8. Safety. After the recent episodes of More and others, this might be hard to believe. But I have seen no other place in India where women can safely walk about almost any part of the city way past midnight. They don’t have to adhere to “rules”(courtesy Shiv Sena) of wearing the proper clothes or have the company of males to be safe. I consider this the best indicator of a city’s living conditions and Mumbai easily outscores Delhi, Bangalore or Chennai – If you are a woman, tired of all the constant interefering and harassment you have to face and just want to live your life the way you want to, this is the city to be in. By far the safest city for women, and hence, it is also the most mature of all cities in India.
Those were the observations I had more than a year back, fresh into this city. How do I feel now? Well, Mumbai has been like this crazy, loud, chaotic party where you can have a ball. But, as the night wears on and the rush gets to your head, it is just a nasty hangover feeling you are left with. At this point of time, I have grown tired of the city in more ways than one. Tired and frustrated. With what you ask?
1. The Mumbai Spirit!– Wake up and smell the reality, people of Mumbai! This is a big media hoax that is used by everyone to pretend that everyone else is inspired by the “Mumbai Spirit” and so they should be too. The resilience exhibited by the people here is not because of any spirit for sure. It is just plain, hard-core reality. The common man on the road does not have a choice. Blasts on the train? Who cares, I have to be at work tomorrow morning. Spondylitis due to the pot-holes? Who cares, I can’t miss the 9 am meeting. Slums on the sides of road that seem to mock at the grand BKC? Who cares, this is the shortest route to take and so I will, day in and day out. As long as the city is running, no one cares about anything else. Definitely about any spirit. At least I don’t. I admit it is admirable the way people function here, but I suspect it is more out of helplessness than any strength of spirit.
2. Cost of Living – Nothing against anyone or the city. Huge, expanding metropolis with loads of wealth in everyone’s hands. But no smooth roads for the Mercs, or bungalows with lawns, or parks to spend out a quiet evening. Means huge demand and very less supply. Means freaking eyeball-popping 25,000 rents in suburbs. Means Rs. 200 movie tickets. Means Rs. 50 for handful of popcorn. Well, it may suit some pockets, but not mine!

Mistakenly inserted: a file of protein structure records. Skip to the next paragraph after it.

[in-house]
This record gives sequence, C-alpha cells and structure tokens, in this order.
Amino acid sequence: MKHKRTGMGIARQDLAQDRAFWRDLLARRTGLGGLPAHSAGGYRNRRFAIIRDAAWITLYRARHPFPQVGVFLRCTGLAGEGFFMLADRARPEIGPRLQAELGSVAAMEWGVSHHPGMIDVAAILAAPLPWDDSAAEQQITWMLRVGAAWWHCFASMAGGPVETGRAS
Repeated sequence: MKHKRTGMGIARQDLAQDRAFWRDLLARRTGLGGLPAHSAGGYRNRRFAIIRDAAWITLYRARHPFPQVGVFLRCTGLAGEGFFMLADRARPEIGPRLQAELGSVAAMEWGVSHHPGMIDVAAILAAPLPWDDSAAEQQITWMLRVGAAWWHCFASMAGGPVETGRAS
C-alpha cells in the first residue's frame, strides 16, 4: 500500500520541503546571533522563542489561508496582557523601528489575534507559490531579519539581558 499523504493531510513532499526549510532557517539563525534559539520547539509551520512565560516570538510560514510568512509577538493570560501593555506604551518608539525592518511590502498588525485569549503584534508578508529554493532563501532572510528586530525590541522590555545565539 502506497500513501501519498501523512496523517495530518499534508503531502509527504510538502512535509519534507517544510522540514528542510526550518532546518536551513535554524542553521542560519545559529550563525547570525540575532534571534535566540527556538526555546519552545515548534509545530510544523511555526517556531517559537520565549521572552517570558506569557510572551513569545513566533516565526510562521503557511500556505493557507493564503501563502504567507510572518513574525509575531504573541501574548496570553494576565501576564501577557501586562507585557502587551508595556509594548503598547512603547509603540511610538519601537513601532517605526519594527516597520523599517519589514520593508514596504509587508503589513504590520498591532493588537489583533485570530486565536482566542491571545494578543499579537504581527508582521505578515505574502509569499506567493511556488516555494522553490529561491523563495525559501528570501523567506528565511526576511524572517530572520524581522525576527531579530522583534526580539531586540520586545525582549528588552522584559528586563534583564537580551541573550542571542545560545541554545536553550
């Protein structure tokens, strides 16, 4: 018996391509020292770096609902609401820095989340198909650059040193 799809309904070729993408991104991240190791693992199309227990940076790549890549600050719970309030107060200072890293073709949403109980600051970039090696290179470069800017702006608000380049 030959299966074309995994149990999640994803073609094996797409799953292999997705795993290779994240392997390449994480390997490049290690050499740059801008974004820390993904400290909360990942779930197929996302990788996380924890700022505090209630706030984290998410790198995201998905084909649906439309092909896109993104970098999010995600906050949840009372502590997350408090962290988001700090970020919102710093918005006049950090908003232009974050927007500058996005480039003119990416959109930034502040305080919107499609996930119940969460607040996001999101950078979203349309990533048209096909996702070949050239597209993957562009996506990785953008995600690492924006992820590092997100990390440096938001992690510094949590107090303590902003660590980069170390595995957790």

3. Urban Chaos- I think this has to be the most important reason in making me decide to move out of Mumbai ( and also think seriously about my long-term goals in terms of leading an urban life). I use this term to collectively define the state of unrest one feels in this mad, mad rush. This is a city of migrants. So, everyone is living a life away from close ones and in alien environs. Life assumes hues of montonocity and fatigue sets in. 5 days a week, get up, rush through peak hour traffic, slog at work, come back through rush hour traffic. You can’t take a quiet walk outside because the road below sounds and smells like a fish-market, all the time. Mechanically switch channels on the TV, have dinner cooked outside and hit the bed. Come weekend, you are either finishing up some last-minute work at office ( which I never did. I kept my weekends strictly for myself) and then rush for the usual show at the multiplex. Watch movie, come home late and wake up late on Sunday. As the Monday morning blues set in on Sunday evening, you brace yourself for the rest of the week. Since you have so little time, you feel rushed. You want to go spend an evening at the sea-face but the noisy auto ride till there leaves you pooped. Difficult to be yourself. Difficult to make new friends since your social circle is so constrained. Concept of neighbours is non-existent. They are just people in the building. You end up doings things to enjoy because they are supposed to be enjoyable, doubting whether you actually enjoyed it or not. As I said the initial rush is all euphoric as you feel you are doing so many things at once. But, after a time the triteness of it all defeats you. It took me around 12 months for the hangover to kick in.